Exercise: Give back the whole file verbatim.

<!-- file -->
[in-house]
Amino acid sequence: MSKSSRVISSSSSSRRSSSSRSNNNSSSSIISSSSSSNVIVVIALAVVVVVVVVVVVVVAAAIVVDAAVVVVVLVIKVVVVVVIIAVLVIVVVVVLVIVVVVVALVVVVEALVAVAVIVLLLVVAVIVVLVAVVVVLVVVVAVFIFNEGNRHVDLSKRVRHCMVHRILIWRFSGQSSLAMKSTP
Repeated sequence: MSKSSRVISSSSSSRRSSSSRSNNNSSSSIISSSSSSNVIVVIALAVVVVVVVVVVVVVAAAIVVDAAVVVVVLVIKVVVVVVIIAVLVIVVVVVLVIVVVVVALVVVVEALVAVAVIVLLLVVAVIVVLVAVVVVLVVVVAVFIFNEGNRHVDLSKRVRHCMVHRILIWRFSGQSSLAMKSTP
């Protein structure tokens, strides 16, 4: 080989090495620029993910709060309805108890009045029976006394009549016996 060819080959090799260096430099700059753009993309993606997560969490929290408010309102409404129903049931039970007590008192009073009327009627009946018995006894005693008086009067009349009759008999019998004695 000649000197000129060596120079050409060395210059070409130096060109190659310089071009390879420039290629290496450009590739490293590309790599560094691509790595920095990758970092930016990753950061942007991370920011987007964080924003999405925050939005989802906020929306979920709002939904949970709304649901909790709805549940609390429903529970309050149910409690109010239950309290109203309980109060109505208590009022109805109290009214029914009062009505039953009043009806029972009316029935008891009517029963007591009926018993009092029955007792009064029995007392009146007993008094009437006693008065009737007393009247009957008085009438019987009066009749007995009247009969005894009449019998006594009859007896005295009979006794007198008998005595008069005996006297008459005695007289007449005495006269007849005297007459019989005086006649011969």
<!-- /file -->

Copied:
[in-house]
Amino acid sequence: MSKSSRVISSSSSSRRSSSSRSNNNSSSSIISSSSSSNVIVVIALAVVVVVVVVVVVVVAAAIVVDAAVVVVVLVIKVVVVVVIIAVLVIVVVVVLVIVVVVVALVVVVEALVAVAVIVLLLVVAVIVVLVAVVVVLVVVVAVFIFNEGNRHVDLSKRVRHCMVHRILIWRFSGQSSLAMKSTP
Repeated sequence: MSKSSRVISSSSSSRRSSSSRSNNNSSSSIISSSSSSNVIVVIALAVVVVVVVVVVVVVAAAIVVDAAVVVVVLVIKVVVVVVIIAVLVIVVVVVLVIVVVVVALVVVVEALVAVAVIVLLLVVAVIVVLVAVVVVLVVVVAVFIFNEGNRHVDLSKRVRHCMVHRILIWRFSGQSSLAMKSTP
């Protein structure tokens, strides 16, 4: 080989090495620029993910709060309805108890009045029976006394009549016996 060819080959090799260096430099700059753009993309993606997560969490929290408010309102409404129903049931039970007590008192009073009327009627009946018995006894005693008086009067009349009759008999019998004695 000649000197000129060596120079050409060395210059070409130096060109190659310089071009390879420039290629290496450009590739490293590309790599560094691509790595920095990758970092930016990753950061942007991370920011987007964080924003999405925050939005989802906020929306979920709002939904949970709304649901909790709805549940609390429903529970309050149910409690109010239950309290109203309980109060109505208590009022109805109290009214029914009062009505039953009043009806029972009316029935008891009517029963007591009926018993009092029955007792009064029995007392009146007993008094009437006693008065009737007393009247009957008085009438019987009066009749007995009247009969005894009449019998006594009859007896005295009979006794007198008998005595008069005996006297008459005695007289007449005495006269007849005297007459019989005086006649011969």